How do you feel about the implementation of dropdown-style website navigation? Do you think there are truly some underlying usability concerns that should be taken into consideration? Does a dropdown navigation add a level of convenience that would otherwise be unavailable? There have been other pieces written on this exact subject, but dropdown navigations are continually implemented. What do you think?
I think that too many people use dropdowns when they could have used a better alternative for their navigation. There are some sites where the architecture is so deep, that it becomes hard to show all options without cluttering the page. I am not advocating drop downs – just looking at the other side and trying to understand why dropdowns are used. In these instances it might add a level of convenience (versus scouring through all of the options on a page).
Accessiblity is key when dealing with these. There simply is no excuse to not build an accessible drop down. We have the tools and the knowledge. The biggest barrier is your WYSIWYGs. They give you the option to create neat dropdowns, but if you never look at the code at the core – you don’t understand the mass chaos that just took place (I’m talking to you, Dreamweaver).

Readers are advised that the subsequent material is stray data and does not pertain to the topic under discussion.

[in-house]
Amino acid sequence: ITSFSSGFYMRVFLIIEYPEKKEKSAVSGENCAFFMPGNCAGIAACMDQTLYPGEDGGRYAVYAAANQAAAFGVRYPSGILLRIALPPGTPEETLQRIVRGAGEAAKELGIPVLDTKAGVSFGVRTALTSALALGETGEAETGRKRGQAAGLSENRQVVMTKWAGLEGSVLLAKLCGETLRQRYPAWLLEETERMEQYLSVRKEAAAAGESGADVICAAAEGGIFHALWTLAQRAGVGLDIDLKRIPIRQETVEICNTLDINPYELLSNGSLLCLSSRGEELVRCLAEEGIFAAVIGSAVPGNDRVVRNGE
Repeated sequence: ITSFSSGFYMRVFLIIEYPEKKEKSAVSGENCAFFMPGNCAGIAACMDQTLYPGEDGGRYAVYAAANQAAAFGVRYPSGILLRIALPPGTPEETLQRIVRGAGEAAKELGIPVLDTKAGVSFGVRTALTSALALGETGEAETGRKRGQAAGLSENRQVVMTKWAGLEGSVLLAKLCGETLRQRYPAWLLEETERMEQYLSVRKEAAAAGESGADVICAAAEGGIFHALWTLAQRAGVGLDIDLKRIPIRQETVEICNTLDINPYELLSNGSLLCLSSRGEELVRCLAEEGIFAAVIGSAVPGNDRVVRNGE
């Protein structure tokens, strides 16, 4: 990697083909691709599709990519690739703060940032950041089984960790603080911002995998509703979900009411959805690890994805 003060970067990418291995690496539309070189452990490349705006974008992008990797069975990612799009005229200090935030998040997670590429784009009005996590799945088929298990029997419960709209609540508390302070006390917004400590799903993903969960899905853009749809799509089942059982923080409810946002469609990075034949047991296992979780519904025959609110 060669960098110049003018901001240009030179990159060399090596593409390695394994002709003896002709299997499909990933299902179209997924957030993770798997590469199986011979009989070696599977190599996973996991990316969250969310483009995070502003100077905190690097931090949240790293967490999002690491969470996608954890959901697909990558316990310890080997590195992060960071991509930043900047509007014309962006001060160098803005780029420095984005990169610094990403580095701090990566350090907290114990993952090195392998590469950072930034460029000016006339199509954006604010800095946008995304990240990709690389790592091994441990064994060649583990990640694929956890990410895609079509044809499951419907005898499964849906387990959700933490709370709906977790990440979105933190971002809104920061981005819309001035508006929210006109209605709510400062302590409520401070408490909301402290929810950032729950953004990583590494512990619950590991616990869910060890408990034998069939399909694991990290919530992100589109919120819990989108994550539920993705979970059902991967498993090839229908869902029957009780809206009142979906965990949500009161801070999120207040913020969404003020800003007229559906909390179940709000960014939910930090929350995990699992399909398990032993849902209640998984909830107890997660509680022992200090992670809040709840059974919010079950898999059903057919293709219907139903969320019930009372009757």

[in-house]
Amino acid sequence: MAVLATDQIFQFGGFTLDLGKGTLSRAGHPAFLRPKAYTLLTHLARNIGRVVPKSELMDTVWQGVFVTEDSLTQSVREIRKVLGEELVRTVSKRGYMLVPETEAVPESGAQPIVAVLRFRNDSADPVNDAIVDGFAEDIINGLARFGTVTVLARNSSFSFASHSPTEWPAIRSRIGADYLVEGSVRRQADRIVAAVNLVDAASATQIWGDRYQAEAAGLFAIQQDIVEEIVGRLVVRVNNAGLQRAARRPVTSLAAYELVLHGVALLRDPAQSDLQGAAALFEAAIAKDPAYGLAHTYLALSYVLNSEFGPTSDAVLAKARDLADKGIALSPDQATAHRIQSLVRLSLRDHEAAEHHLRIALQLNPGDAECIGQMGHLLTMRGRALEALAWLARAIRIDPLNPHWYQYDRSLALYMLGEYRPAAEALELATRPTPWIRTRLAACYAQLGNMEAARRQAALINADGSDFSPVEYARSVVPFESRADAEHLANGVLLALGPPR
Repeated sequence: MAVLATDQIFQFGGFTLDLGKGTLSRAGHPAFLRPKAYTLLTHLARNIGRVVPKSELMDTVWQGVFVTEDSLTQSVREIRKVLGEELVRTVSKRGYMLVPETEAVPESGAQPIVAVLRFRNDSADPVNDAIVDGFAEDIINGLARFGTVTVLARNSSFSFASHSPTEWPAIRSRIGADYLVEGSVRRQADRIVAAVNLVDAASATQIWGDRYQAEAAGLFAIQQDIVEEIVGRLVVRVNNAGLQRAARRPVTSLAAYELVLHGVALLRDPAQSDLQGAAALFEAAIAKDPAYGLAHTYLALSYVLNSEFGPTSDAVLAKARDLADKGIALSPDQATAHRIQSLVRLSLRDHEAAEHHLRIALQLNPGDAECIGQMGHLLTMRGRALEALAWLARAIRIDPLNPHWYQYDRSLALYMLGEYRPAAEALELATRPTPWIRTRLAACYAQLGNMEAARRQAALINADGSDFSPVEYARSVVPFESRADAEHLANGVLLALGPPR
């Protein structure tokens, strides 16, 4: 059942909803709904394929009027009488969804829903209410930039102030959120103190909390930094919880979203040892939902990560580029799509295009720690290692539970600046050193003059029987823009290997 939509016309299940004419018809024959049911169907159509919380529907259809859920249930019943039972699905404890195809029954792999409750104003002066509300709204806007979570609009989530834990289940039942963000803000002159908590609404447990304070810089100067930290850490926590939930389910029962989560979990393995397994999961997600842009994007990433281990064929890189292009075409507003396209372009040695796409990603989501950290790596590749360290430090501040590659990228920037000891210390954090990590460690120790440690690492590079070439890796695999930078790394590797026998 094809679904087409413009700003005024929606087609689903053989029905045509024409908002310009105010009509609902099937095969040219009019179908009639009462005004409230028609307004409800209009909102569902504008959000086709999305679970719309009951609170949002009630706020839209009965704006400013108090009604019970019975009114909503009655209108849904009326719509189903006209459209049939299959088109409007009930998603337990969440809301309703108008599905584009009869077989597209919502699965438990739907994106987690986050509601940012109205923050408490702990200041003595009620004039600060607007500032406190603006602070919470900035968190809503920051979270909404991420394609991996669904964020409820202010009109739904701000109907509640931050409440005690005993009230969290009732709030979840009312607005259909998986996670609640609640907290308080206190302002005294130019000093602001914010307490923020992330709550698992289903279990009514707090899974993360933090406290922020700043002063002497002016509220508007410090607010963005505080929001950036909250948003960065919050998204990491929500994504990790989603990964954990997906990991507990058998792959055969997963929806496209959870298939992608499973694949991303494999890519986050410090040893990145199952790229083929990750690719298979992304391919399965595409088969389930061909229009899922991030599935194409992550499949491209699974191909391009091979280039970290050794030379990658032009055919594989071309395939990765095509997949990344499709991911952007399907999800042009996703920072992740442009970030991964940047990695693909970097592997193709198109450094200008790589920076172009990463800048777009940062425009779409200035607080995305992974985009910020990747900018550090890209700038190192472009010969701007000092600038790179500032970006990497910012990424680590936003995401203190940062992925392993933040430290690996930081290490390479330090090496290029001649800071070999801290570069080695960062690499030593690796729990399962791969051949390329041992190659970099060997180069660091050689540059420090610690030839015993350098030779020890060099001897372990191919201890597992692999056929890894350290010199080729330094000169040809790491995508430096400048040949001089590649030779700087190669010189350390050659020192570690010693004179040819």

So, there is a problem – but it lies with poor execution, not with the dropdown itself – in my opinion.
Dropdowns have become a ubiquitous design pattern that most web users are accustomed to, but I think they present many usability issues. From a site organization perspective, CSS-based drop downs are only viable on a small-ish to medium sized site – not so small that it can get by without it, not so large that the menus become cumbersome and complex (I would NEVER suggest going below 2 levels of drop down menus – that is a mouse-handling issue even for experienced mouse users, myself included!)…not to mention that most users would get lost at that point.
Another growing problem with drop downs as navigation – on top of accessibility – is the growing use of mobile devices. Sure, mobile devices may begin to support the necessary scripting or CSS, but try navigating that with a tiny track-knob.
Whenever I’m tempted to design a drop-down menu interface, I always look for alternatives first and make sure I have darn good reasons for going against these rules. Although admittedly when I’m feeling lazy, I am occasionally tempted…
Perhaps the problem is not with drop downs themselves – rather, that large sites (like Amazon) with thousands of possible destinations list them all on every page load.